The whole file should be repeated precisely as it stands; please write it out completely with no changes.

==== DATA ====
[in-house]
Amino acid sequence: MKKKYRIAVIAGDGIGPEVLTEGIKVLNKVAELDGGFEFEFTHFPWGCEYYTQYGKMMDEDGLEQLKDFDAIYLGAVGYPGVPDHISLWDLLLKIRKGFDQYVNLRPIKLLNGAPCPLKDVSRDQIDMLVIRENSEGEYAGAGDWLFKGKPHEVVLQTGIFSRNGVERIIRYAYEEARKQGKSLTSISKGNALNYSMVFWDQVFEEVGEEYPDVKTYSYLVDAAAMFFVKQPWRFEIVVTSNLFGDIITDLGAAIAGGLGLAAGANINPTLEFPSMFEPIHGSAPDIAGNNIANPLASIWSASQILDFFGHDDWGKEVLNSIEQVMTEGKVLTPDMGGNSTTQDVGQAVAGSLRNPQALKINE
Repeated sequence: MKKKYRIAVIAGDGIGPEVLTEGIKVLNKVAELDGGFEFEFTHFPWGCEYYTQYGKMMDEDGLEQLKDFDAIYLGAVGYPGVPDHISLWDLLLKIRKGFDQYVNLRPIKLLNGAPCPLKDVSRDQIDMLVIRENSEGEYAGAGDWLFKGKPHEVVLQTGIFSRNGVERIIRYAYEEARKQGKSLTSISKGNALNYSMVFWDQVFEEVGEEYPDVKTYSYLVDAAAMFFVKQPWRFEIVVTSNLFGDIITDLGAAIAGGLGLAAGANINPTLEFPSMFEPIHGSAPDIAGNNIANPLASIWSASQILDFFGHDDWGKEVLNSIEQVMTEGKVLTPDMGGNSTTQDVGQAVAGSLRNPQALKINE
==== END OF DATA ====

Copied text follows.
[in-house]
Amino acid sequence: MKKKYRIAVIAGDGIGPEVLTEGIKVLNKVAELDGGFEFEFTHFPWGCEYYTQYGKMMDEDGLEQLKDFDAIYLGAVGYPGVPDHISLWDLLLKIRKGFDQYVNLRPIKLLNGAPCPLKDVSRDQIDMLVIRENSEGEYAGAGDWLFKGKPHEVVLQTGIFSRNGVERIIRYAYEEARKQGKSLTSISKGNALNYSMVFWDQVFEEVGEEYPDVKTYSYLVDAAAMFFVKQPWRFEIVVTSNLFGDIITDLGAAIAGGLGLAAGANINPTLEFPSMFEPIHGSAPDIAGNNIANPLASIWSASQILDFFGHDDWGKEVLNSIEQVMTEGKVLTPDMGGNSTTQDVGQAVAGSLRNPQALKINE
Repeated sequence: MKKKYRIAVIAGDGIGPEVLTEGIKVLNKVAELDGGFEFEFTHFPWGCEYYTQYGKMMDEDGLEQLKDFDAIYLGAVGYPGVPDHISLWDLLLKIRKGFDQYVNLRPIKLLNGAPCPLKDVSRDQIDMLVIRENSEGEYAGAGDWLFKGKPHEVVLQTGIFSRNGVERIIRYAYEEARKQGKSLTSISKGNALNYSMVFWDQVFEEVGEEYPDVKTYSYLVDAAAMFFVKQPWRFEIVVTSNLFGDIITDLGAAIAGGLGLAAGANINPTLEFPSMFEPIHGSAPDIAGNNIANPLASIWSASQILDFFGHDDWGKEVLNSIEQVMTEGKVLTPDMGGNSTTQDVGQAVAGSLRNPQALKINE